Can I Use that Picture?

Puppy with a rose hip
Puppy “Zenith” Can Help with Your Marketing

Good looking pictures make all the difference in your website, social media posts, and printed marketing materials.  Previous blog posts have talked about how sex sells and told you to load up on photographs of pretty women, babies, and pets.

But, you can’t just grab a photo of a Golden Globe winning actor from another web site and stick it on one of your pages as if the star was a raving fan of your business.

I am not a lawyer, so if you want specific legal advice, contact an attorney.  However, let me tell you the rules I follow when I create web pages and social media for my clients.

  • You must have the right to use the photograph — maybe you took the picture (you own it) or you bought a license to use the image from a photo service.
  • If the subject in the photograph is identifiable and if you’re using the photograph for commercial purposes (this includes beauty shots designed make your web site attractive), you must have a model release.  Either ask the subject to sign a release yourself, or make sure that the photo service you’re using gets releases from their models.
  • If you are using a picture to illustrate a news story, you do not need a release as long as the picture was taken in a public place where the subject doesn’t have an reasonable expectation of privacy.  This means you can use pictures you take of church members BBQing  in an article about the picnic without getting a release from each person in the crowd.  The photograph can include children, too.
  • Although you can use photos of recognizable people for editorial purposes, it’s my policy to remove pictures from the website/Facebook/wherever if the subject says they don’t want their picture published.

The rules as I understand them — see non-lawyer caveat above! — are pretty simple.  Use pictures you’ve taken or ones you have permission to use.  If you’re using the photo for a non-editorial purpose and a person is identifiable in a picture, get a model release from that person.

You cannot use any picture or graphic you find in a Google search, on Flickr, or anywhere else on the Internet, unless the photo is marked in some way that gives you explicit permission to use it. Flickr and possibly other photo sites encourage people to give permission to others to copy their works using Creative Commons licenses. But, most images are not tagged with permission, and by default a photograph is protected by copyright law and copying is not allowed.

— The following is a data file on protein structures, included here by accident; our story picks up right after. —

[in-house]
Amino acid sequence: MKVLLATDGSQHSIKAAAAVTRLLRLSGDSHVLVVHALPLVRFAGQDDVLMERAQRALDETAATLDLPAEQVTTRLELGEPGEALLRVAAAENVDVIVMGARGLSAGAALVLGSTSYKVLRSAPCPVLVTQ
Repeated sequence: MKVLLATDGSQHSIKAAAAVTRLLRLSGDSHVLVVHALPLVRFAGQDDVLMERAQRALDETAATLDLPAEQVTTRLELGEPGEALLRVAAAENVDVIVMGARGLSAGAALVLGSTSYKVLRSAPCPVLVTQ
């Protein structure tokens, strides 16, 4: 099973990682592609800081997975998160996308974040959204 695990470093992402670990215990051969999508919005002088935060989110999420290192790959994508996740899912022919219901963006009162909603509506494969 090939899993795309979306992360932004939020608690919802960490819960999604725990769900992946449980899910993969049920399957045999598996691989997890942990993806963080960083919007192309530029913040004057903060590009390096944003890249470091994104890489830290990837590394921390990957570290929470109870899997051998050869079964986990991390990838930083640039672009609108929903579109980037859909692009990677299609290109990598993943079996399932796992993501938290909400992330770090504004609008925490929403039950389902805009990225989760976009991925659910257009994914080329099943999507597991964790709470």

Pictures that grab the attention of your potential clients are powerful components of your Internet marketing effort. If you have the pictures you want for your Internet campaign, great!  Use them! If you’re looking for more photographs, I take some darn good photographs (see examples — especially the puppy pictures).  I am happy to come over with my camera and take the pictures you want. Or, browse stock photos available for licensing on the service I like best, Dreamstime.

Just make sure you get pictures of puppy Zenith or something equally appealing on your Internet marketing materials now!

It's Not Stealing If They're Your Friends?

So, you find a really neat article on a topic that relates to your business and you want to share the find with your clients and visitors to your website.

Here’s a scenario I run into frequently with clients.

You’re not a thief, so you make sure that you give credit in the re-posting to the original author. You even link to the author’s page. You mark up the article a bit to emphasize what’s important to your clients, but the entire article — byline and all — is still there. You send the article to me to post to your website with some nice graphic.

I ask if you have permission from the author to copy their work.

You say that you’re acknowledging their authorship and that you’re just spreading their expertise and helping their reputation.

I ask if you have permission from the author to copy their work.

You ask if I can’t just put up the page. You’re sure no one will mind.

I ask you to confirm that you’re ready to indemnify me and to defend me at your cost for any copyright claims by third parties.

Let me confess that I am not a lawyer, nor do I play one on television. However, I understand something about intellectual property rights and respect the right of creators to be able to determine where their work is shown.

By default, creative works, including Internet postings, are copyrighted by their creators and no one can use them without permission. The author or artist doesn’t have to do anything special to have copyright rights.

Permission to use someone’s work may be very easy to get. I have been emailed at least a couple of times by people wanting to copy an image on my personal website. The emails explained what the photos would used for and also told me that there would be a credit line but no money. I readily agreed to each request, flattered that someone liked my photography. I think my reaction is a typical one.

In the case of web article or blog entries a lot of authors would love to be considered an expert whose opinion is worth repeating. Re-posting their work with a link back to their website offers them exposure and a chance to sell their services.

Permission to copy is also sometimes granted on the website. Instead of saying nothing or “All Rights Reserved”, a copyright holder may choose to use a Creative Commons or other model copyright statement that specifies that people can re-use their work in some — or all — situations.

Copying from your friends (even those friends you’ve never met in person) expands the store of knowledge you can share with your clients. You look good for sharing valuable information. At the same time, the original author gains stature and potential clients for their own business.

Just make sure you say “Please” and get permission before you do the copying!